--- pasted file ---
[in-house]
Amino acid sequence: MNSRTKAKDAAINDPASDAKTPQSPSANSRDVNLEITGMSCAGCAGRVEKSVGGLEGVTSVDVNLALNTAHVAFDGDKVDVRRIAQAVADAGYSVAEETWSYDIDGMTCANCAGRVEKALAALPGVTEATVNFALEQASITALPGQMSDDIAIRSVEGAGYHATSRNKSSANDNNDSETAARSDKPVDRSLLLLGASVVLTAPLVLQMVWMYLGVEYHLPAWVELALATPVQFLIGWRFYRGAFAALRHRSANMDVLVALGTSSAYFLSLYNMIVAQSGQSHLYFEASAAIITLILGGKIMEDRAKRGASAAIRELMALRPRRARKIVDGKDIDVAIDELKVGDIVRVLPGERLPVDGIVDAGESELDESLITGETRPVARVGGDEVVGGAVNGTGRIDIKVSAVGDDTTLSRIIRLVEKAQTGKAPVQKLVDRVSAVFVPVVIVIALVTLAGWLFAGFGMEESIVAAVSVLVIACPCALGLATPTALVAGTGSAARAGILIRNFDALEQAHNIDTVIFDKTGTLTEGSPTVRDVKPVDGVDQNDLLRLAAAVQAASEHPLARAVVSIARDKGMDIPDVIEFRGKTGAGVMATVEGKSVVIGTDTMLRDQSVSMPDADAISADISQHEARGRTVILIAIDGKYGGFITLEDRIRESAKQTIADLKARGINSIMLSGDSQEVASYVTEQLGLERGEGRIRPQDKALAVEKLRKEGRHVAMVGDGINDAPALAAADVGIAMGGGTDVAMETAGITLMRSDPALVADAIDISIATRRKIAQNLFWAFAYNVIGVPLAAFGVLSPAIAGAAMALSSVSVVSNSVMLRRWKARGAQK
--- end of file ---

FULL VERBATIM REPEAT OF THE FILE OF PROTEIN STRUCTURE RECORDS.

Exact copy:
[in-house]
Amino acid sequence: MNSRTKAKDAAINDPASDAKTPQSPSANSRDVNLEITGMSCAGCAGRVEKSVGGLEGVTSVDVNLALNTAHVAFDGDKVDVRRIAQAVADAGYSVAEETWSYDIDGMTCANCAGRVEKALAALPGVTEATVNFALEQASITALPGQMSDDIAIRSVEGAGYHATSRNKSSANDNNDSETAARSDKPVDRSLLLLGASVVLTAPLVLQMVWMYLGVEYHLPAWVELALATPVQFLIGWRFYRGAFAALRHRSANMDVLVALGTSSAYFLSLYNMIVAQSGQSHLYFEASAAIITLILGGKIMEDRAKRGASAAIRELMALRPRRARKIVDGKDIDVAIDELKVGDIVRVLPGERLPVDGIVDAGESELDESLITGETRPVARVGGDEVVGGAVNGTGRIDIKVSAVGDDTTLSRIIRLVEKAQTGKAPVQKLVDRVSAVFVPVVIVIALVTLAGWLFAGFGMEESIVAAVSVLVIACPCALGLATPTALVAGTGSAARAGILIRNFDALEQAHNIDTVIFDKTGTLTEGSPTVRDVKPVDGVDQNDLLRLAAAVQAASEHPLARAVVSIARDKGMDIPDVIEFRGKTGAGVMATVEGKSVVIGTDTMLRDQSVSMPDADAISADISQHEARGRTVILIAIDGKYGGFITLEDRIRESAKQTIADLKARGINSIMLSGDSQEVASYVTEQLGLERGEGRIRPQDKALAVEKLRKEGRHVAMVGDGINDAPALAAADVGIAMGGGTDVAMETAGITLMRSDPALVADAIDISIATRRKIAQNLFWAFAYNVIGVPLAAFGVLSPAIAGAAMALSSVSVVSNSVMLRRWKARGAQK